Early Sunday (May 5), just before dawn, we’ll have an opportunity to see some of the remnants of the most famous of comets briefly light up the early morning sky.
The famed Halley’s Comet made its last pass through the inner solar system in 1986 and is not due back until the summer of 2061. But each time Halley sweeps around the sun, it leaves behind a dusty trail — call it “cosmic litter” — that is responsible for two meteor showers on Earth each year. The first of those “shooting stars” displays, the Eta Aquarid meteor shower, will peak on Sunday.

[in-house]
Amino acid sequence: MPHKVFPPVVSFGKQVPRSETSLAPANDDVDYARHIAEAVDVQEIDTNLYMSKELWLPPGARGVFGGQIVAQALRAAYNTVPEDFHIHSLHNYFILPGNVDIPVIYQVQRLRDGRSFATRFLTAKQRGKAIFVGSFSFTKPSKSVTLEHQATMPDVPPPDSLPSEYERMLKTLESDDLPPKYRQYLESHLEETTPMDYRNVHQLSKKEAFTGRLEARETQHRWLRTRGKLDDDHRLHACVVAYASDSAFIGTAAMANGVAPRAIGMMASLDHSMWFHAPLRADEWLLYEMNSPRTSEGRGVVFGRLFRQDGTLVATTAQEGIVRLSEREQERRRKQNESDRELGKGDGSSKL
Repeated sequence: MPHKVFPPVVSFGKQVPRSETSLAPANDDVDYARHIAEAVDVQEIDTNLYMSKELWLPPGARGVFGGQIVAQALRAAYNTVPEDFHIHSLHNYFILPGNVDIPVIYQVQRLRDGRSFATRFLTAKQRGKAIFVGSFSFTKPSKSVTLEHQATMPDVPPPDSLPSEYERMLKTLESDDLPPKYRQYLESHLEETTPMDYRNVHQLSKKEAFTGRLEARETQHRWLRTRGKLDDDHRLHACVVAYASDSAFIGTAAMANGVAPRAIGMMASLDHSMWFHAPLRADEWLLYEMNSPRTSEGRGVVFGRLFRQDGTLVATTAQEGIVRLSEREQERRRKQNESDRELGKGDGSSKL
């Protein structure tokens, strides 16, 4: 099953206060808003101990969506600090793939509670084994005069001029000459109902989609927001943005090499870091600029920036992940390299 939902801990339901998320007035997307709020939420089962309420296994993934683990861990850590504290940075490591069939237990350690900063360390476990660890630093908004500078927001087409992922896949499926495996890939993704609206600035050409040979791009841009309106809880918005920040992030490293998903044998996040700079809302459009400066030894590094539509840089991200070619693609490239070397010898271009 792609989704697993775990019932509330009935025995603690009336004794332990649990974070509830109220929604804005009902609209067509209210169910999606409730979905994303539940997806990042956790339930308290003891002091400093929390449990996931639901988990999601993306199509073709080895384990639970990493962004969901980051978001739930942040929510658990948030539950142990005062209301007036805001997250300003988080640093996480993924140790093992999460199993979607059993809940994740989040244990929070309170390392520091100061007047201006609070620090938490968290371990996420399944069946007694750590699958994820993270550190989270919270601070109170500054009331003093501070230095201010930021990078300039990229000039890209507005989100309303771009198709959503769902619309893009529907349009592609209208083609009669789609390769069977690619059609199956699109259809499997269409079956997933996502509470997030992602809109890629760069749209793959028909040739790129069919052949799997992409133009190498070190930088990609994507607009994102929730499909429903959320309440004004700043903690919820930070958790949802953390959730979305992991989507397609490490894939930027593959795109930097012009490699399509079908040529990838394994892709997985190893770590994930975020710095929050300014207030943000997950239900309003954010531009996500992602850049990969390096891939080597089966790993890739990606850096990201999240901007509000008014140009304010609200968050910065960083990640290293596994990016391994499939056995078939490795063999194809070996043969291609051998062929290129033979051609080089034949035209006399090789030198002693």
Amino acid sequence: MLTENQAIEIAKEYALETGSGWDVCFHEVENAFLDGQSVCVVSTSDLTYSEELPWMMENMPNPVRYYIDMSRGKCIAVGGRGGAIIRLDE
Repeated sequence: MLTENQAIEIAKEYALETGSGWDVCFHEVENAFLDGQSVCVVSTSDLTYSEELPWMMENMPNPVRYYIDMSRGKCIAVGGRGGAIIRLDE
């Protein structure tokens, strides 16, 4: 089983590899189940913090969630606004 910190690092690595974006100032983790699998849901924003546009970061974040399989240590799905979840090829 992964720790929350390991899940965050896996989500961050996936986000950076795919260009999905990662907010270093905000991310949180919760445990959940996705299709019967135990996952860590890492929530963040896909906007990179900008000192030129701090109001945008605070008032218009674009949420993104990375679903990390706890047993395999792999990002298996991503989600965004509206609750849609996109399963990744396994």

The Eta Aquarid meteor shower occurs each year in early May because the orbit of Halley’s Comet closely approaches the orbit of Earth in two places. The first is the May timeframe, which leads to the Eta Aquarids. The other point occurs in mid-October, producing the Orionid meteor shower.
This may be one of the exceptionally few times where there’s a clear sky and no full or near-full moon where I am during one of these events (or at least it seems that way).